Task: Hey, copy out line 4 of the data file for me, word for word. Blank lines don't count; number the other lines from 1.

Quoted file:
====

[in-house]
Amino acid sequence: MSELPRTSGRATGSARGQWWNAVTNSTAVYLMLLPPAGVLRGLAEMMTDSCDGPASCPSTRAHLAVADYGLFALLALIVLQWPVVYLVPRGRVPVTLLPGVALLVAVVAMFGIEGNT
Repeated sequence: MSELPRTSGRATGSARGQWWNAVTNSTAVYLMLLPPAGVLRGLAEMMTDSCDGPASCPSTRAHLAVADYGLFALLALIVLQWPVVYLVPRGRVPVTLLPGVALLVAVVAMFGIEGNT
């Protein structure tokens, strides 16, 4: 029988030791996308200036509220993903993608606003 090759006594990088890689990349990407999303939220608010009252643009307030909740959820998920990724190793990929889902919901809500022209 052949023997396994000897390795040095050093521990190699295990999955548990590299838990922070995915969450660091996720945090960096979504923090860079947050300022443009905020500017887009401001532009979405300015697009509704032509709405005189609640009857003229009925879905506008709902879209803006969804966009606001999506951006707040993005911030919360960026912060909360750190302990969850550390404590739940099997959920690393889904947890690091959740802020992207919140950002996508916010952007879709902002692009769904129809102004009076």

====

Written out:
């Protein structure tokens, strides 16, 4: 029988030791996308200036509220993903993608606003 090759006594990088890689990349990407999303939220608010009252643009307030909740959820998920990724190793990929889902919901809500022209 052949023997396994000897390795040095050093521990190699295990999955548990590299838990922070995915969450660091996720945090960096979504923090860079947050300022443009905020500017887009401001532009979405300015697009509704032509709405005189609640009857003229009925879905506008709902879209803006969804966009606001999506951006707040993005911030919360960026912060909360750190302990969850550390404590739940099997959920690393889904947890690091959740802020992207919140950002996508916010952007879709902002692009769904129809102004009076």